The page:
Job 31:35-37; 38:1-11, 25-27
(watch here: https://youtu.be/_E6dKJAv_xY)
O that I had one to hear me!
(Here is my signature! Let the Almighty answer me!)
O that I had the indictment written by my adversary!
Surely I would carry it on my shoulder;
I would bind it on me like a crown;
I would give him an account of all my steps;
like a prince I would approach him.
Then the Lord answered Job out of the whirlwind:
‘Who is this that darkens counsel by words without knowledge?
Gird up your loins like a man,
I will question you, and you shall declare to me.
‘Where were you when I laid the foundation of the earth?
Tell me, if you have understanding.
Who determined its measurements—surely you know!
Or who stretched the line upon it?
On what were its bases sunk,
or who laid its cornerstone
when the morning stars sang together
and all the heavenly beings shouted for joy?
‘Or who shut in the sea with doors
when it burst out from the womb?—
when I made the clouds its garment,
and thick darkness its swaddling band,
and prescribed bounds for it,
and set bars and doors,
and said, “Thus far shall you come, and no farther,
and here shall your proud waves be stopped”?
‘Who has cut a channel for the torrents of rain,
and a way for the thunderbolt,
to bring rain on a land where no one lives,
on the desert, which is empty of human life,
to satisfy the waste and desolate land,
and to make the ground put forth grass?’
Our reading for this morning reminds me of the one about a man who was walking along a California beach and was in deep prayer when all of a sudden he said aloud, “Lord grant me one wish.” The sky clouded and a booming voice said, “Because you have tried to be faithful I will grant you one wish.” The man said, “Build me a bridge to Hawaii so I can drive over any time I want to.” The Lord answered, “Your request is very materialistic. Think of the logistics of that kind of undertaking; the supports required to reach the bottom of the Pacific Ocean ;the concrete and steel it would take. I can do it, but it is hard for me to justify your desire for worldly things. Take a little more time to think of another wish, one that will honor and glorify me.” After thinking long and hard, he finally said, “Lord, I wish that I could understand women. I want to know what they feel inside, what they’re thinking, why they cry, what they mean when they say ‘nothing,’ and how I can make a woman truly happy.” After a few minutes the Lord said, “Ok, so how many lanes do you want on that bridge?”
AH-HA! So God does answer prayer after all! Well, I can’t blame him for answering that man’s prayer for an easier access to paradise in this world. Having been to Hawaii twice in my life–once to get married and have our honeymoon and another to celebrate our 10-year anniversary–I can attest to the sheer beauty of that island. But boy, that flight is a bear! I can empathize with that man’s desire for an easier, if not shorter, way to get there whenever he wants. I, too, would love a nice, long bridge to meander down whenever I felt the need for a tropical paradise. Come on, God…make it happen!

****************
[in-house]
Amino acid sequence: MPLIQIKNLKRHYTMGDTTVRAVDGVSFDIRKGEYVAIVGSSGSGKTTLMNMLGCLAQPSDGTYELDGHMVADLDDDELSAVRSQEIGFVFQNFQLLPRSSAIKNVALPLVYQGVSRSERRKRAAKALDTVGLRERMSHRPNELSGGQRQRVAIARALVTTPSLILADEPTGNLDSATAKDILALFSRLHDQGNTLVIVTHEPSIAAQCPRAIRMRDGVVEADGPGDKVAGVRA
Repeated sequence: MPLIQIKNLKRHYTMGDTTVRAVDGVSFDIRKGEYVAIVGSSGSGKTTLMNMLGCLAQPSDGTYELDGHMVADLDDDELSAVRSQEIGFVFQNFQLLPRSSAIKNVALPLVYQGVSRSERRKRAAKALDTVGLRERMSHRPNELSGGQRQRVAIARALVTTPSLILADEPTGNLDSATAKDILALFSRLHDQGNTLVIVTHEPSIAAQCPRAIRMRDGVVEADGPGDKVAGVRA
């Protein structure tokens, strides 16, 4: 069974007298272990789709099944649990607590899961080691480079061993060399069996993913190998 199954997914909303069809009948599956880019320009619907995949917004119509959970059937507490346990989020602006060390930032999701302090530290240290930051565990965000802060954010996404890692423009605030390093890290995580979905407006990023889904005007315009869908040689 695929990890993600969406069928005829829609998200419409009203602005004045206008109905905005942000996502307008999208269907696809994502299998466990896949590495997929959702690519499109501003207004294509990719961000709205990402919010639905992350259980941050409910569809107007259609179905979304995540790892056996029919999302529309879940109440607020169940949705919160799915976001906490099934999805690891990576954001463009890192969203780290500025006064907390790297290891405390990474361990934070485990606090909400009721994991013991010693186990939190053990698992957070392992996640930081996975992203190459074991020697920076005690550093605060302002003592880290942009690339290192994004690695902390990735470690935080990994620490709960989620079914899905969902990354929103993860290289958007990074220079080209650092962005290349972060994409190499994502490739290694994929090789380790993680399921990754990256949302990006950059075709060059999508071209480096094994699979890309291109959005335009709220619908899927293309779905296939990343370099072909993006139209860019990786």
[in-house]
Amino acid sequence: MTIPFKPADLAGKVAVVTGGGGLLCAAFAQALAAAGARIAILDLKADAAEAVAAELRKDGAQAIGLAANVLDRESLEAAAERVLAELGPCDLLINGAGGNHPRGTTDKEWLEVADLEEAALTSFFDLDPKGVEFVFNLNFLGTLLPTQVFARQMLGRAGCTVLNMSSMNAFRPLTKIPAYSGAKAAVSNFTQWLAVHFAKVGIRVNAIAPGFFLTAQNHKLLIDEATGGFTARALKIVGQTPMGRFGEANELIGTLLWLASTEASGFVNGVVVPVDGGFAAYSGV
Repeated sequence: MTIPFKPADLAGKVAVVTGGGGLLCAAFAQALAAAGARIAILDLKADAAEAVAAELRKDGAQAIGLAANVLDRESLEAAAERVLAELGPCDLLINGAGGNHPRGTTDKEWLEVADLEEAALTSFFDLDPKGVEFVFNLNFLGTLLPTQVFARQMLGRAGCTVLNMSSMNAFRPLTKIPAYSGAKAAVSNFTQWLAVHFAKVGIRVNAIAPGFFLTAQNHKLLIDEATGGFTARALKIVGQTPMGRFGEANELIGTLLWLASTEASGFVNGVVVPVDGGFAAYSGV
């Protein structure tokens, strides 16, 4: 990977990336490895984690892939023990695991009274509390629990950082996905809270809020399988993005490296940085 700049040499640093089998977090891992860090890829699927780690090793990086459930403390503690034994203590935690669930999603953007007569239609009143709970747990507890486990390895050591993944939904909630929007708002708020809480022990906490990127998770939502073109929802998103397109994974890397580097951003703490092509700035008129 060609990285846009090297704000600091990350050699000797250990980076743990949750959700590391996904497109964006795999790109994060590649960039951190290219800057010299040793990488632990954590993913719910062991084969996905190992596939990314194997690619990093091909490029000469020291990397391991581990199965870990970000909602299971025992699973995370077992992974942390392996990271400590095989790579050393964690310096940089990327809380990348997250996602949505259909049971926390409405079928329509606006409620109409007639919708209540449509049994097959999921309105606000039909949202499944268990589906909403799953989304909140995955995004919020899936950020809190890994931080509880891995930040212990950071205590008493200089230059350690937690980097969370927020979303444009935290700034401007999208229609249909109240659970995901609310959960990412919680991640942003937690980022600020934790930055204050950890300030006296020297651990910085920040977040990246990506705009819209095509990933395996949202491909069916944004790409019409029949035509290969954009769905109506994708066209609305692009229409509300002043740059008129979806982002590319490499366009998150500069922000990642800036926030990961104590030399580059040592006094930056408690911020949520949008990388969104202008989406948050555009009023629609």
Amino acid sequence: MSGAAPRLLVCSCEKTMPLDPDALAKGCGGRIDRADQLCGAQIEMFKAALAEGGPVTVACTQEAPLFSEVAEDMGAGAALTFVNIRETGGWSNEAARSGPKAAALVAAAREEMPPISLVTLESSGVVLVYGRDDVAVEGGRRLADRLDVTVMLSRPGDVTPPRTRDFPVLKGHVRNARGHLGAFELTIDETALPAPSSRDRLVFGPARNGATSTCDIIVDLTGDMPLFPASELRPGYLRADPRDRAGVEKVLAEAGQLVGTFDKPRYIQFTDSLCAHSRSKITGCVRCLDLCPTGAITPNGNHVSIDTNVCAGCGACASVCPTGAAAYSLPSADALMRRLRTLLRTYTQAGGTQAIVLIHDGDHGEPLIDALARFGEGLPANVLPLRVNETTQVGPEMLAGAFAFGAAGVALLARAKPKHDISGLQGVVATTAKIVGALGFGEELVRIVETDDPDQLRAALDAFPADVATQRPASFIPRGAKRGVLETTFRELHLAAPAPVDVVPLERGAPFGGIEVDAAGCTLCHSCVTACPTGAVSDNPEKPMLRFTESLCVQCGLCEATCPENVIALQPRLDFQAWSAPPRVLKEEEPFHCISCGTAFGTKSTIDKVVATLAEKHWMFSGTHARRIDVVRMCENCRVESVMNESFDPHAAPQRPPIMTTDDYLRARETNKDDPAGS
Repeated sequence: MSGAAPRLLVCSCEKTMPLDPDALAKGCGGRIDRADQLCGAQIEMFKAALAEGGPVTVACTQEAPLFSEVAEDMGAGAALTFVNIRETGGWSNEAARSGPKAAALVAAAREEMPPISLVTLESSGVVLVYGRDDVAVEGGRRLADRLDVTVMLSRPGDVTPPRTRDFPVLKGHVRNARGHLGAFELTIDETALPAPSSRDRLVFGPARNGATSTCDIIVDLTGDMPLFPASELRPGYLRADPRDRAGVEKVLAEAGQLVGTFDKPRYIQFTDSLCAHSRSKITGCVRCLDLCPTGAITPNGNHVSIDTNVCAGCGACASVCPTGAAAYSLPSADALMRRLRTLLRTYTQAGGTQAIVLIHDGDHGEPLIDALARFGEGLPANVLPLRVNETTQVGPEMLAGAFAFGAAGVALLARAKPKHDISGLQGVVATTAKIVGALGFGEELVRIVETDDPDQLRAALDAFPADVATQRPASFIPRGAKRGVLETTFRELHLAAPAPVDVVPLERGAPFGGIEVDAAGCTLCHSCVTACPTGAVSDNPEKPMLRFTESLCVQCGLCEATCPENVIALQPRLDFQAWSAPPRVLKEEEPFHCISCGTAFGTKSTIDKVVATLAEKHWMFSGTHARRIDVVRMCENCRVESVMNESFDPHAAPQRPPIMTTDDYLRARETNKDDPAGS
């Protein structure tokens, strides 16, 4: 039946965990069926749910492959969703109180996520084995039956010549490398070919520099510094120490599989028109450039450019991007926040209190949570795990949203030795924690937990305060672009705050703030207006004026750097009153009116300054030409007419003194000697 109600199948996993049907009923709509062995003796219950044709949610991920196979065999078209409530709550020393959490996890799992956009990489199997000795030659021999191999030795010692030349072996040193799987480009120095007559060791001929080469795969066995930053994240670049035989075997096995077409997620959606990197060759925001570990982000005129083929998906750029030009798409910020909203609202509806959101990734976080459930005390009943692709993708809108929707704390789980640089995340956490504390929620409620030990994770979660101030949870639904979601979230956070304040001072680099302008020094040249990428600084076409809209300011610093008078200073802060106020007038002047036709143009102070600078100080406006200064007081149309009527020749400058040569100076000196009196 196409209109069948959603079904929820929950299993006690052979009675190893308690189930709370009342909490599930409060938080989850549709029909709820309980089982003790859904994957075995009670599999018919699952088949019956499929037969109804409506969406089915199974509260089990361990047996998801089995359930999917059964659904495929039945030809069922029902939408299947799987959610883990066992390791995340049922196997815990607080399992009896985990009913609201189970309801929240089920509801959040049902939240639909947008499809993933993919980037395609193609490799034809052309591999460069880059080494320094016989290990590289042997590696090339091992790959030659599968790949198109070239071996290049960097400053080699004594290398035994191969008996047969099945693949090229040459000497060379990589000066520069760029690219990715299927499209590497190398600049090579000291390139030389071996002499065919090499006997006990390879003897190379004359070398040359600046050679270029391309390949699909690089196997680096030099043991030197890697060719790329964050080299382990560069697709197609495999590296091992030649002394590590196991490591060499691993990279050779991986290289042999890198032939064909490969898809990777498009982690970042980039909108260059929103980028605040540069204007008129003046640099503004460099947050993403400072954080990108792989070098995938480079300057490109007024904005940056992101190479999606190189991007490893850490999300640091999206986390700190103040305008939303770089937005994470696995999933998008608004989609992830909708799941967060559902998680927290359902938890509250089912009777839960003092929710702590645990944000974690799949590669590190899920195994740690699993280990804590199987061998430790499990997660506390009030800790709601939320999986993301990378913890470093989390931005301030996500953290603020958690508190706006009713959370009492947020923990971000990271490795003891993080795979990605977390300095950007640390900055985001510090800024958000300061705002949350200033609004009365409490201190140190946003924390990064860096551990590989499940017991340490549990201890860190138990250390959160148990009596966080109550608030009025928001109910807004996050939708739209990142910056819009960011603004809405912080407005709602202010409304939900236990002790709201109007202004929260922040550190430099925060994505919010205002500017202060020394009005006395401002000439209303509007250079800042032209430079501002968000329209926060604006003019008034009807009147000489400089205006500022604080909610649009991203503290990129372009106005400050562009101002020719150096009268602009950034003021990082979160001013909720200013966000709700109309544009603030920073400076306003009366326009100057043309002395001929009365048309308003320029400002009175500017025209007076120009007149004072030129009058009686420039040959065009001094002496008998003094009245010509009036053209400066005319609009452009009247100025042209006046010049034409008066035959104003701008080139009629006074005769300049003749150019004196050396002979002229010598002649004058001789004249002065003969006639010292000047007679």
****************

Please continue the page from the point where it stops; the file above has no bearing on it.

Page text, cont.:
Well, God answering that man’s prayer is not unlike God finally answering Job’s prayer as we heard in our reading for this morning. For 37 chapters, we’ve had to endure walking with Job as his world turned upside down. Ever since his livestock and children were taken away from him in the opening chapter, Job’s suffering was relentless as he lost his health, the support of his wife and friends, his understanding of God’s justice and fairness, and almost his sanity. Job suffered a lot, more than a lot of people, and for what? Because of a simple bet God and Satan over whether Job would renounce his faith in God’s grace and mercy. But for Job, it never really was about his faith in God being tested. No, Job never really considered cursing God and renouncing his faith despite his wife’s suggestion. What Job ultimately wanted was merely an answer to why he was suffering. “Why, oh God, why must I suffer so much?! What have I done to deserve such suffering?!” Job clung to his faith in God’s justice and mercy, he just didn’t understand it. All he wanted was some clarity. Not justification, not vindication, not even an apology. No, all Job wanted was clarification–how does his suffering fit in God’s understanding of justice and mercy? Well, unfortunately, not all suffering fits within the concepts of justice and mercy. Or more accurately, not all suffering has to have a cause or a purpose. Some suffering exists beyond what’s right and wrong, fair and unfair. Some suffering is unjust and without mercy. Now does that mean God’s justice and mercy are limited? No, of course not, it simply means our understanding of their fullness is limited. We simply don’t know the mind of God and what He considers right and wrong, fair and unfair, and we’re fools to believe otherwise. Scripture reveals a lot about the mind of God but certainly not all. Revelations continue to be revealed and will continue being revealed until the end of time. But even time is a limited concept. God exists in and outside of time. Let’s just say the mind of God will be revealed to us for all of eternity…”to infinity and beyond” as our good friend, Buzz Lightyear, likes to say…